In order to aid Federal law enforcement officers with an investigation into the 2015 San Bernardino terrorist attack, a judge has ordered Apple Inc. to develop new technology to defeat security measures present in iPhone operating systems. Apple, however, has challenged the government’s order on legal grounds, and its CEO Tim Cook has specifically faulted the government for proposing an unprecedented use of a very old statute to justify an expansion of its authority, as opposed to asking for legislative action through Congress.
The All Writs Act of 1789 is a statute which authorizes federal courts to issue written orders, when appropriate, to compel third parties to help execute a court order such as a search warrant. In the case U.S. v. New York Telephone Co., the Supreme Court established a three-factor test for the permissible application of the Act: the party ordered to perform an action cannot be too far removed from the case, the government’s request cannot impose an undue burden on that party, and the party’s assistance must be necessary. Apple argues that the government’s demand creates an unreasonable burden because of the nature of the assistance requested.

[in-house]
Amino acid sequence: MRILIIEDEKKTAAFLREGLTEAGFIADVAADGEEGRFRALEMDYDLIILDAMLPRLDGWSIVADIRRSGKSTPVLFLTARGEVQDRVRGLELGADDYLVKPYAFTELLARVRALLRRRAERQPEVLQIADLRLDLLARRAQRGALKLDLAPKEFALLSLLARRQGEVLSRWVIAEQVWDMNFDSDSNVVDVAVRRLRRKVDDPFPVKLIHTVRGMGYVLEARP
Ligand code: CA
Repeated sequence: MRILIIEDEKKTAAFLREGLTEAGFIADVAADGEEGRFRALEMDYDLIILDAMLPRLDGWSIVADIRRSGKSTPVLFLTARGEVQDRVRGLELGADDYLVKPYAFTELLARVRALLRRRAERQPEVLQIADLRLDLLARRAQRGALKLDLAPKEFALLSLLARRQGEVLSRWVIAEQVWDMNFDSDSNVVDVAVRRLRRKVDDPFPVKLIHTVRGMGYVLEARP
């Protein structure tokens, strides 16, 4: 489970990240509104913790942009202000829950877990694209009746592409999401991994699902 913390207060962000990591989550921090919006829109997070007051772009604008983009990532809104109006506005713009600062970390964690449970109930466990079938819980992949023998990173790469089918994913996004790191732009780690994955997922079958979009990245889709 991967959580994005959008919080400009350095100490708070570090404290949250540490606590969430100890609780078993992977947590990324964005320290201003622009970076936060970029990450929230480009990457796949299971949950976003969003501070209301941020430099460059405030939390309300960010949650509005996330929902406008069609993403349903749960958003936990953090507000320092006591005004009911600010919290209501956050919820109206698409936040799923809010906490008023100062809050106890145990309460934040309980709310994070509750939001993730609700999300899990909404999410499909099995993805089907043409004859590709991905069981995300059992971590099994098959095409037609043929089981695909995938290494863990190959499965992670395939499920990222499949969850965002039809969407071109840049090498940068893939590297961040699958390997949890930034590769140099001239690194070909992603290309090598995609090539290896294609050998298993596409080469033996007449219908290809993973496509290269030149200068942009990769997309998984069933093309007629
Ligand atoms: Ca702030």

The FBI has asked that Apple develop technology to disable a feature which erases encrypted data after 10 incorrect password attempts. Apple claims that, were they to comply with this demand for automated password entry with no consequence for failed attempts, simple “brute force password attacks” would then be easy for anyone with access to this software. Apple and others are wary of the ensuing universal iPhone vulnerability this would create. Privacy advocates further suggest that if the FBI can force Apple to build a “key” of this kind, other countries could turn around and force Apple to hand the key over to them. The concern is that authoritarian regimes will use this technology to oppress their people and steal U.S. trade secrets.
Apple argues that forcing it to write new software violates its First Amendment rights. Certain courts have, in fact, determined that writing computer code is a form of free speech. Apple also argues that the federal government is overstepping its rights under the Communications Assistance for Law Enforcement Act of 1992 (“CALEA”). The federal government, on the other hand, argues that Apple’s First Amendment rights are not being violated, and that CALEA is entirely inapplicable to the dispute.
The great challenge this dispute presents to the legal system lies largely in the fact that the First Amendment, The All Writs Act and CALEA were all enacted well before the advent of the Smart Phone.